Instead, we are to pray the way we speak to our mother, or father.  We speak from a deep relationship with God. This IS our MOST intimate relationship. 
Therefore we can say anything, or simply cry. 
We can scream with anger, or laugh with delight. 
Or merely be silent in God’s presence.
All these expressions are prayer.

As Anne Lamont says in her book I read last week, most of her prayers are simple words, “HELP, THANKS, WOW!”
ASK: Have you prayed those one-word prayers? 
Have you prayed NO-word prayers?

So, We are not to “Pour out a flood of empty words. . .because God knows what we need before we ask.” (6:7-8)
ASK: What do you make of that statement?
God knows what we need before we ask

If God knows everything, —why did Jesus pray that night in the garden? (point to slide)
This image in stained glass is what the people at the Nokesville church are looking at this morning. The stained glass window sits at the front of the sanctuary. (behind it is the baptistry) Our sister, Angela is there and it’s her first Sunday as their pastor.
Angela and I spoke about this text and the relationship to the Holy spirit. Angela said, “when we sing "Holy Spirit Come with Power" we're not soliciting the help of a fragile bubble like depicted on the bulletin cover :)”

Is that why Jesus prayed? To solicit the power he needed?

He instructed his disciples to pray and promised them power would come with the Holy Spirit. But it’s not magic. Prayer is not a formula we control
It is linked closely to the Holy Spirit, which makes it so pertinent today. —— How does prayer work?

Some people say “prayer changes us”. 
ASK: What do you think? Is that the point of prayer?
. . .
Does prayer change us?  Does it Change God? 
Can it Change others?
. . .answers
Does our relationship with God thru Christ guarantee us the Holy Spirit? . . .how do you know when you’ve got the spirit?

The apostle Paul wrote in his Romans letter; (8:25-26)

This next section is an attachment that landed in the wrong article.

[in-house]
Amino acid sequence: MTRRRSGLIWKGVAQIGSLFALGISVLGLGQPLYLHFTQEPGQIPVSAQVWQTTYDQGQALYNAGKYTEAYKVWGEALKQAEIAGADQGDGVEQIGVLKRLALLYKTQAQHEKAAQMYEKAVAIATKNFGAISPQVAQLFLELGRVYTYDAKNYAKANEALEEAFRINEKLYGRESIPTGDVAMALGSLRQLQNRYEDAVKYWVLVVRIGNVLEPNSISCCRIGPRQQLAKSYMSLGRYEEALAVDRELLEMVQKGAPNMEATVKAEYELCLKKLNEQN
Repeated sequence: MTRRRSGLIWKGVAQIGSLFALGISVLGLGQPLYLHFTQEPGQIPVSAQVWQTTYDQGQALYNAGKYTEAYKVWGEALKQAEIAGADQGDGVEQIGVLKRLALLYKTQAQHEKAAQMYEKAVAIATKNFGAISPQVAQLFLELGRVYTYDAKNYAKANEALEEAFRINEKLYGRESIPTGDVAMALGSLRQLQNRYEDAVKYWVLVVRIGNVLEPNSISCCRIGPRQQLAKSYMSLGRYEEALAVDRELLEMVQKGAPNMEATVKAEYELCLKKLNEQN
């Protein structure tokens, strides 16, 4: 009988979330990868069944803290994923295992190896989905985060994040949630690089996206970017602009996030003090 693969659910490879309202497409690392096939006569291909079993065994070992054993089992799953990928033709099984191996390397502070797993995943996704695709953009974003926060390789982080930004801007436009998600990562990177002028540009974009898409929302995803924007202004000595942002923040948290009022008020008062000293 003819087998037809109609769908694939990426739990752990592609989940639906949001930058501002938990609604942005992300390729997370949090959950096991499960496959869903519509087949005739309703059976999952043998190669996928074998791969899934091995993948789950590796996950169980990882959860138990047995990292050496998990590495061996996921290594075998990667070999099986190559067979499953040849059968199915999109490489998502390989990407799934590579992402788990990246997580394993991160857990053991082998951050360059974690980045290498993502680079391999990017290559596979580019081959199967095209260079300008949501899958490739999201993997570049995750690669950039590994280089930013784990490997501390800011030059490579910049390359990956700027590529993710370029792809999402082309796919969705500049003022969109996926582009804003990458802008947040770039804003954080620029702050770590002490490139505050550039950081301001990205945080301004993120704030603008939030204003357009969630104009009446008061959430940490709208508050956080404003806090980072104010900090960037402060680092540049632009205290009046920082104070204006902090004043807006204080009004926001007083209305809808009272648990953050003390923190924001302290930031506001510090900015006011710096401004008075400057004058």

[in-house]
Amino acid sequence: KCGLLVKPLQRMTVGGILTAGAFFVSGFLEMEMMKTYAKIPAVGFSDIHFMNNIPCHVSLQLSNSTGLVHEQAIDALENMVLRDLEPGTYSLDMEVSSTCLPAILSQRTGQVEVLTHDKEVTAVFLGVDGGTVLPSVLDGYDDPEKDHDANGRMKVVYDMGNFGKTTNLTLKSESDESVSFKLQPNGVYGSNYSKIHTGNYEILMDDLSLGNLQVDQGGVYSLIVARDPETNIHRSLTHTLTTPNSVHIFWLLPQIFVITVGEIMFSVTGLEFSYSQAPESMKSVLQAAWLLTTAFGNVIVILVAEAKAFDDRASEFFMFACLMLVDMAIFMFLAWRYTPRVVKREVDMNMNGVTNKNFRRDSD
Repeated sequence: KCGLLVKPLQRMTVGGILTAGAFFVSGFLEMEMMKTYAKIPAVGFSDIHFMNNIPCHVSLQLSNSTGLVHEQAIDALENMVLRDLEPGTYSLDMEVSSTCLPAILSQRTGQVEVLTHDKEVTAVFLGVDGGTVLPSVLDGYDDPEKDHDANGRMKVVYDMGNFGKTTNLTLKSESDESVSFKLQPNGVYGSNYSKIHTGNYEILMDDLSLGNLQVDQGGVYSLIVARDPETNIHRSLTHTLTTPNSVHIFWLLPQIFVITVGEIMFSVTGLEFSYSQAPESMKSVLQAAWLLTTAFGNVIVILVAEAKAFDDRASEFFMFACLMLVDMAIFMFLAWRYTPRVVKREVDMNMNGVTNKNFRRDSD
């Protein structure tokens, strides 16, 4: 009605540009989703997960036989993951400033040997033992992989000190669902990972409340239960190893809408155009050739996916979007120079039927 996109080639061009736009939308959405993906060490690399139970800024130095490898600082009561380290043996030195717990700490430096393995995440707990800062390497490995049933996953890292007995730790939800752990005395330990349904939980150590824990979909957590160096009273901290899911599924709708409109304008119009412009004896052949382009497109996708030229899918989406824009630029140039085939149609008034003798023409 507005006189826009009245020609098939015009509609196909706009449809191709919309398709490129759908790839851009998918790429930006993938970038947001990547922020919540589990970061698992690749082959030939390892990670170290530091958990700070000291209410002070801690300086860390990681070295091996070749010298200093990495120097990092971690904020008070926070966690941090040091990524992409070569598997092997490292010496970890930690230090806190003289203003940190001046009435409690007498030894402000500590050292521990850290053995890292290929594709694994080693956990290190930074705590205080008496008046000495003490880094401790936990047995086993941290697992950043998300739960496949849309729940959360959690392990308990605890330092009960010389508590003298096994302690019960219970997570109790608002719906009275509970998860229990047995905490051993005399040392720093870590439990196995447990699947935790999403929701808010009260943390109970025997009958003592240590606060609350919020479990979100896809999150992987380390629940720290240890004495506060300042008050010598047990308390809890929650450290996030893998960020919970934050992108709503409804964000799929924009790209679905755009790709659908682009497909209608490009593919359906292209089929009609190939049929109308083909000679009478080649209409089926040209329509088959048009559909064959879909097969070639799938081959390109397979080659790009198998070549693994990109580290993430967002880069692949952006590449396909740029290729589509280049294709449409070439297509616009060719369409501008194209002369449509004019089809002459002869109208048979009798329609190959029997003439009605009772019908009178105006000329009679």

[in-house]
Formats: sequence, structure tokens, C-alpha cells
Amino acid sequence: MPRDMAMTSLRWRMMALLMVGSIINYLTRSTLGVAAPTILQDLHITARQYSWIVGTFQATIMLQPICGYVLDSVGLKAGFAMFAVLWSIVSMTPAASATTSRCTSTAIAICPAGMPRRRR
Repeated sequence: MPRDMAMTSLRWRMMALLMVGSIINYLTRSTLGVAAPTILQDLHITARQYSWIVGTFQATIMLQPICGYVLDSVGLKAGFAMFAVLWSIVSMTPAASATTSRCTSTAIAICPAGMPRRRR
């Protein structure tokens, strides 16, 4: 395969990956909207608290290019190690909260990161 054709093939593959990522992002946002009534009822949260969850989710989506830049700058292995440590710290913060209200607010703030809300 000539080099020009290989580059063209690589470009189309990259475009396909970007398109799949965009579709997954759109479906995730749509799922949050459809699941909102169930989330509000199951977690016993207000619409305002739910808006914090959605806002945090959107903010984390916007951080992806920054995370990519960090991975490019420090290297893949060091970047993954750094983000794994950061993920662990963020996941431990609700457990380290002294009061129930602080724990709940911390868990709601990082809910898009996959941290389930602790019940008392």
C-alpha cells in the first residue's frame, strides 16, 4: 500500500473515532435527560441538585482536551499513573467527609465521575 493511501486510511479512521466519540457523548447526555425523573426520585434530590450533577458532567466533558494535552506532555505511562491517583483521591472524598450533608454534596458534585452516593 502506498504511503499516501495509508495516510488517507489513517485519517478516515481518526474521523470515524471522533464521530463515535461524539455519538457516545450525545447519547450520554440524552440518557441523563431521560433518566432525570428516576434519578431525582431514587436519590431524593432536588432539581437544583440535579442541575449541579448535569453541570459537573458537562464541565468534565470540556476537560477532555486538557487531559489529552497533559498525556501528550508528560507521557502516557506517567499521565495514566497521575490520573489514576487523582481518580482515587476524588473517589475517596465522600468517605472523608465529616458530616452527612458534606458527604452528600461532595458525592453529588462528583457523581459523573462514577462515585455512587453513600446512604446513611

We ourselves who have the Spirit (as the first crop of the harvest) also groan inside as we wait to be adopted and for our bodies to be set free. ..26 In the same way, the Spirit comes to help our weakness. We don’t know what we should pray, but the Spirit himself pleads our case with unexpressed groans. (NRSV: groans too deep for words) 27 The one who searches hearts knows how the Spirit thinks, because he pleads for the saints, consistent with God’s will.

***There is a connection between prayer, our relationship to the Divine and the Divine presence known as the Holy Spirit.***

If Fred Craddock is right when he says, “ The Prayer of Christians is an expression of trust in God.” [then] Our asking is aligning ourselves in trust and acknowledging our need.” (5)

We ask in order to align ourselves with God - in trust. 
We ask in trust and it helps form us into God-like people as we were created to be. 
& We ask to acknowledge our need.

We DON”T have the power to change the world or ourselves - at least not most of the time. 
But the Holy Spirit does.
. . .
ASK: So who is changed by prayer?
Us, God, others? - Answer: YES?

We don’t really know how prayer works. But we trust it does.
We recognize that prayer is more than asking, yet we ask.

We we ask for life, for healing, for the end of pain, yet we know that all life ends in death and that people still experience pain.
Some would say, why pray then?

Only you can answer that question. 
***I pray because I’m in love and because I am loved - by something greater than I am, something at the heart of my life.*** 

So I sit in silence, even when my mind tries to wander.
I ask, even when I don’t know how that changes God or me.
I receive - A Peace, A Power, A Presence that is also greater than I am.  
—A holy presence, found only in prayer.
Dove At St. Peter's Cathedral in Rome

1.  Thomas Long Matthew - Westminster Bible Commentary (Louis:WJK, 1997)55
2. ibid 55
3. ibid 55
4. ibid 66
5.  Boring and Craddock People’s NT Commentary (Louis:WJK,2004)25-26